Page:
The info has been quietly lurking in the McDonald’s app all along.

By Mike Pomranz
October 23, 2020
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McDonald’s will tell you that online ordering makes purchasing your favorite menu items easier than ever before. And sure, that’s true enough. But a 24-year-old software engineer may have just unlocked the most useful tool in McDonald’s digital ordering platform by harnessing its info to figure out the status of every location’s soft serve ice cream machine.

Rashiq Zahid had a game-changing epiphany over the summer when he tried to order a McSundae through McDonald’s mobile app: He couldn’t add the item to his digital cart because it was unavailable. From there, the next step was inevitable. “I reverse engineered McDonald's internal API and I'm currently placing an order worth $18,752 every minute at every McDonald's in the US to figure out which locations have a broken ice cream machine,” he tweeted yesterday.

Credit: Alamy Stock Photo

The resulting site—McBroken.com—displays every McDonald’s in the U.S. as either a green or red dot depending on whether the ice cream machine is working. Admittedly, people have tried to deal with this issue before, but McBroken appears to be the first site to publically offer up the data in essentially real time at every McDonald’s.

“I love poking around in different apps and just looking at the security features and the internal APIs,” Zahid explained to The Verge. “I am pretty familiar with how to reverse-engineer apps. I was like ‘Okay, this should be pretty easy.’”

Indeed, he said the toughest part was determining how often he could add a McSundae to his carts before he was flagged as a bot. Turns out 30 minutes was the right timing—which is how often each location updates depending on whether ice cream items show up as available or not. “I just made it for fun,” Zahid continued. “But people were like ‘Wow, this is the best thing I’ve seen this entire week.’”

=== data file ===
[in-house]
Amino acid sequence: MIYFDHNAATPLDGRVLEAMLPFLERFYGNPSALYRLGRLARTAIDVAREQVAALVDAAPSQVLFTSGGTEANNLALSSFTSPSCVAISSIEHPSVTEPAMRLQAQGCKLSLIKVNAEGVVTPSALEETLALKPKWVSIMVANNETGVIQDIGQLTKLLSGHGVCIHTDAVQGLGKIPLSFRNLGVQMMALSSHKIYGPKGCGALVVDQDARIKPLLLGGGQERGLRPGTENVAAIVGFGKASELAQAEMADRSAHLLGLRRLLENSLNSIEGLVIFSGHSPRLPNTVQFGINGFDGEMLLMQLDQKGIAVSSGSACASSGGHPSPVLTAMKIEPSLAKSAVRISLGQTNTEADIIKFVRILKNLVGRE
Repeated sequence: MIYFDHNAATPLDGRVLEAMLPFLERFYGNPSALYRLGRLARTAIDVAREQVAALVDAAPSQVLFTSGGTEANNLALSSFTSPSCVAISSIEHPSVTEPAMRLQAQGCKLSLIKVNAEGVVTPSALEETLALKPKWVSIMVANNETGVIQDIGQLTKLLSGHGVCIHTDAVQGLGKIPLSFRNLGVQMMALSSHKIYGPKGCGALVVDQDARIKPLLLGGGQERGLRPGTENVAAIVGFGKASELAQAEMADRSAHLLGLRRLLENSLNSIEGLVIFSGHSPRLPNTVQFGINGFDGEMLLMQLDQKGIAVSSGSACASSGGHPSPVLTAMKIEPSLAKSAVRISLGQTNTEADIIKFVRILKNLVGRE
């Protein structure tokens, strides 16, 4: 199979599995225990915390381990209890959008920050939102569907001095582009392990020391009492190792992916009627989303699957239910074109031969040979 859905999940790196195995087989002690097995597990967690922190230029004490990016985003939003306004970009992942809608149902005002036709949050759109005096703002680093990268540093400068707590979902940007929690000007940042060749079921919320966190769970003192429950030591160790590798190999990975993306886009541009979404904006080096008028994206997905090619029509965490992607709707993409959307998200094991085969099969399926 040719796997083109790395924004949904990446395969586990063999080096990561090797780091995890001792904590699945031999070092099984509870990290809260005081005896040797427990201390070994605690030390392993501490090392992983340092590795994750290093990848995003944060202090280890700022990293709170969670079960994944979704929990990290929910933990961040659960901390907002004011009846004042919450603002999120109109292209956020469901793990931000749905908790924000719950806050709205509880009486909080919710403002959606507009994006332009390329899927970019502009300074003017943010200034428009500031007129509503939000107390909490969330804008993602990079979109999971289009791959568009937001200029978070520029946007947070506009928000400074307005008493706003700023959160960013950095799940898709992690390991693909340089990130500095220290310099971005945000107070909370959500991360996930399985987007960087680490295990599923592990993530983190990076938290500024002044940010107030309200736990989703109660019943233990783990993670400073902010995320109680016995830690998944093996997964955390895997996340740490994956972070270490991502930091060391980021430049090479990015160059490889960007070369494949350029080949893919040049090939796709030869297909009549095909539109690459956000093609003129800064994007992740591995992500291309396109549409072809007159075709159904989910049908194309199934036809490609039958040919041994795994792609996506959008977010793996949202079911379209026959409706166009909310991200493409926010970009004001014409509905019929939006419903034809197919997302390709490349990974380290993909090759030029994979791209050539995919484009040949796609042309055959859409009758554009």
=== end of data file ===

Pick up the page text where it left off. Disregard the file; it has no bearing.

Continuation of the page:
And beyond its practical uses, the site does have fun features. On the right hand side, a column updates with the overall percentage of broken machines. It’s at 9.62 percent broken as I write this. And McBroken also ranks major cities by the percentage of machines not working. Sorry, New York, you’re currently leading the pack at 21.74 percent. One Twitter user even purported to take the statistics a step further and determine how the breakdowns affect different demographics.

Meanwhile, speaking of Twitter, David Tovar —McDonald’s VP of U.S. communications and government relations—went so far as to tweet his support of the site. “Only a true @McDonalds fan would go to these lengths to help customers get our delicious ice cream!” he wrote. “So, thanks!”

Coincidentally enough (and it does appear to strictly be a coincidence), just two days ago we wrote about how Tyler Gamble, a McDonald’s franchisee and leader of the chain's National Supply Leadership Council (NSLC) equipment team, had announced the creation of a new McFlurry-focused task force. “I will not feel that my tenure as your equipment lead has been a success unless we find a way to ensure that McDonald's is no longer the butt of the joke, even with their own social media team,” Gamble stated.

Maybe Gamble should consider hiring Zahid? If he can create this website for fun, just imagine the solutions he could come up with for a paycheck!